Opening today in the Art Gallery is a faculty-selected student show demonstrating how novice artists must learn the rules before they can break them.
The art faculty selected four students per instructor and each student brought three pieces to the gallery.
The exhibit includes painting, drawing, printmaking, design, sculpture, ceramics and photography.
Awards and scholarships will be presented during today’s 12:30 p.m. reception. Light refreshments will be served.
“All the work is brought here and I, with my partner Deborah Thompson, an art history teacher, made a show out of the gallery,” said Roger Dickes, the gallery director. “She does this because she loves to do it.”
“We try to be as inclusive as possible,” the director said. “We try to exhibit a wide range of works to make a balanced show that works as a show. So it’s not something like a bubble gum pizza with peanuts on top and wheat germ on the side to make it healthy. We want something that works together in a compelling way. That is the most challenging part of organizing a gallery. It needs to flow and tell a story.”
Throughout the year the art gallery usually showcases outside artists, most of whom have master’s degrees in fine art.
“They have moved on from the traditional way of art-making approaches which frustrates people,” said Dickes. “They make projects out of 10,000 pennies for example. The artists do not typically do drawings and paintings.”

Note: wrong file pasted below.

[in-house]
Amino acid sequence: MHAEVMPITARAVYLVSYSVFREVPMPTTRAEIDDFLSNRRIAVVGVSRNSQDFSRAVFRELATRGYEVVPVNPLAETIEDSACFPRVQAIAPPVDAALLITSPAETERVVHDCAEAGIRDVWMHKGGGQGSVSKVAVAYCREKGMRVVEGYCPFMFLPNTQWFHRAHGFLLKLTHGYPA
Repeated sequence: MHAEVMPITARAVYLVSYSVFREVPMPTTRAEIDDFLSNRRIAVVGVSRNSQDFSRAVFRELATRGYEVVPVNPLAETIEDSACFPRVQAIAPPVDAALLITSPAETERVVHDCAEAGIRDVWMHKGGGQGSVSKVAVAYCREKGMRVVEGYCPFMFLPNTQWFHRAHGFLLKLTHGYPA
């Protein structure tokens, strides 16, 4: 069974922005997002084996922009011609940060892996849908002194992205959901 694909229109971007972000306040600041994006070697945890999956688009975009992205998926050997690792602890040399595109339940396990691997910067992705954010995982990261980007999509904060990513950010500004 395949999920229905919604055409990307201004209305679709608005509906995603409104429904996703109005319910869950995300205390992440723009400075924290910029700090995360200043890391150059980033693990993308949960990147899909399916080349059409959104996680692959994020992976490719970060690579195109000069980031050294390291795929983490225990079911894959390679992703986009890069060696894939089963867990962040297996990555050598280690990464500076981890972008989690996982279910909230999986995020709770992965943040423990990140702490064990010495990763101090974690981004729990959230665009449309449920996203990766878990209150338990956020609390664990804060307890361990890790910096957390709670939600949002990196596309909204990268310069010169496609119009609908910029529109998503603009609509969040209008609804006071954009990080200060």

About the traditional-style work in the current show, Katelyn Dorroh said, “You have to know the rules before you break them.”
“Jazz musicians have to learn the classical before learning to play jazz,” said Dickes.
For shows during the regular year with established artists, there is usually a theme or multiple themes. “There has to be integrity in the presentation,” said Dickes.
Some of the artists in the gallery have worked with video. In fact, in a gallery opening, one artist used inflatable mattress cushions to tip over a car. Another art gallery performance featured a body builder wearing handmade jewelry made by the artist. Many of the artists use materials such as steel and aluminum to produce the artwork.
“It is not our purpose to create problems, our purpose is to give artists a venue for doing things that are out of bounds or non-traditional,” said Dickes.
The gallery is planning a faculty show in the summer arranged by the arts faculty. Following that, there are two solo shows in the fall, one by a local L.A. artist and one from San Francisco. “Both are concept-oriented artists who will do great things with this space,” Dickes said. “Generally, these types of artists do not paint.
Students will look at something and say that this reminds them of this and that combined together.”
The art gallery has one student show every year and Dickes also mounts a three-week show with the advanced technology department division. It provides a space for the architecture program in an exhibition environment.
The student show runs through June 3.